b.   Facilitated diffusion.  As the diagram illustrates, transport is facilitated by a transport protein but the driving force is still the concentration gradient.  Glucose and amino acids use this mechanism.

          2.  Active Transport.  Active transport also uses a transport protein, but energy is required in the form of ATP to move nutrients against a concentration gradient.  The best example of this mechanism is the Na+/K+ pump that is present in every cell.  Transport of glucose and amino acids is also active in the GIT.

         3.  Endocytosis and Exocytosis.   Some molecules are simply to big to get across the membrane by the mechanisms outlined above.  As illustrated in the diagram, in response to the presence of the molecules, the cell membrane invaginates, surrounds and engulfs the molecules.  Once inside, the membrane is disassembled and the contents are released.  Conversely, molecules can exit a cell by exocytosis.  Again, molecules are packaged into a membrane compartment that fuses with the cell membrane, releasing the contents to the opposite side.  We will see that absorption of intact proteins such as antibodies occur in the manner. 

       Supplemental reading.

       B.  Absorption of key nutrients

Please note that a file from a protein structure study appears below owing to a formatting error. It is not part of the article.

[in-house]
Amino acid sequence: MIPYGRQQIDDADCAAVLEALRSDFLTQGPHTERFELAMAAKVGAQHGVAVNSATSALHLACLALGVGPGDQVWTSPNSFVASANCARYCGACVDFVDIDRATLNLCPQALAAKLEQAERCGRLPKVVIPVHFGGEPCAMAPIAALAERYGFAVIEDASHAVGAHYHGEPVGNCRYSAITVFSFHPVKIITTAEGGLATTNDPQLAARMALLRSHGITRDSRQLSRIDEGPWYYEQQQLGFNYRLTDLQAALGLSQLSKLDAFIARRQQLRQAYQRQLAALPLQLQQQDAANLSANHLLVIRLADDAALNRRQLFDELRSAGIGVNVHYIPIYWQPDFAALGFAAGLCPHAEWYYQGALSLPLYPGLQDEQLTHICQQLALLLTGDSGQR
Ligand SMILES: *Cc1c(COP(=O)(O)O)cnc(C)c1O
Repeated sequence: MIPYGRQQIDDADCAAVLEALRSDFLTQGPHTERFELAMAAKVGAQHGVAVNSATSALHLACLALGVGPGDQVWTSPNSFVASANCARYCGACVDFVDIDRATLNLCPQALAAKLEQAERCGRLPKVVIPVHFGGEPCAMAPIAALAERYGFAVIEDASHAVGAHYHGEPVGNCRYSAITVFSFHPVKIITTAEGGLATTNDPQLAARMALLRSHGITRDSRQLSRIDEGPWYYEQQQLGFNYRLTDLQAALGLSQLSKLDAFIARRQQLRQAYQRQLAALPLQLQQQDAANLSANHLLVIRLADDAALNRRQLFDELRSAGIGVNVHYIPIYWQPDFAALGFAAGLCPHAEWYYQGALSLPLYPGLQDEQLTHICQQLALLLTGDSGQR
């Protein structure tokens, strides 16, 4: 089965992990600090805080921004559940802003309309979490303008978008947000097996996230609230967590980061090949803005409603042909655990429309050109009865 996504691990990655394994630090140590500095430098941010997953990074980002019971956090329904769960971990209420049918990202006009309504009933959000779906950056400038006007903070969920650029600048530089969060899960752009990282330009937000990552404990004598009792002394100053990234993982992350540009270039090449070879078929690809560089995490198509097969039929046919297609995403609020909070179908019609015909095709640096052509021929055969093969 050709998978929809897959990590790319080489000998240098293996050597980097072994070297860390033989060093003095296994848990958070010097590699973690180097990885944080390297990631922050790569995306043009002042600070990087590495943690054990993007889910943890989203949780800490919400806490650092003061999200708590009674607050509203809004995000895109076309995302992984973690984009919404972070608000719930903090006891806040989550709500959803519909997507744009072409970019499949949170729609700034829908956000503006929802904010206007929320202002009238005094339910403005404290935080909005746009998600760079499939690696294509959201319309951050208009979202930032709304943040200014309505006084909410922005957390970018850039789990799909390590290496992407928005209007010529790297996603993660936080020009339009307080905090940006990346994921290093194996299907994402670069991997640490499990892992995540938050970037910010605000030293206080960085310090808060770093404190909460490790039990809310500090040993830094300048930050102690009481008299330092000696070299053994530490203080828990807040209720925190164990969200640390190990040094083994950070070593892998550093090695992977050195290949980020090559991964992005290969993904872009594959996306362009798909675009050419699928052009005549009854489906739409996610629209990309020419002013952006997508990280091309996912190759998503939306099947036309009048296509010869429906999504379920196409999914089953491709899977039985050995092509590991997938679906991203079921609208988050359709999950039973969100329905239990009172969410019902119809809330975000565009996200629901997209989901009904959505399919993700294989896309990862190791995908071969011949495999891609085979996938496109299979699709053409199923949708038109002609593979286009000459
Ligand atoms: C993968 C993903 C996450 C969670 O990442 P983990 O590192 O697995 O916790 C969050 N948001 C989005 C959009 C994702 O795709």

1.  Glucose.  Glucose is the final end product from the hydrolysis of the majority of carbohydrates in an animals diet (starch).  Other monosaccharides are also generated in smaller quantities from ingesting carbohydrates such as lactose or sucrose.  We will only consider glucose.  Referring to the diagram above illustrating glucose transport, you will note that the transport protein is called a Na-glucose symporter.  That means that the protein binds both glucose and Na+.  This mechanism is unique to the intestine and the kidney, and is designed to optimize glucose absorption.  Instead of simply relying on the glucose gradient, coupling to Na+ permits a very efficient means to get glucose out of the lumen even at low concentrations.  This is because the Na+ gradient is maintained by the Na+/K+ pump so that there is always a Na+ gradient into the cell.  Because the Na+/K+ pump is 'active transport", glucose transport from the GIT into the cell is also considered 'active transport'.  The transport protein that gets glucose out of the cell to the blood relies only on the concentration gradient created by glucose uptake into the cell.  This mechanism is therefore passive using facilitated diffusion.   This protein can transport into or out of the cell depending on the glucose concentration.  Once glucose is in the blood, glucose concentration is typically higher than in most cells, so delivery of glucose to cells relies on the glucose gradient from blood into the cell.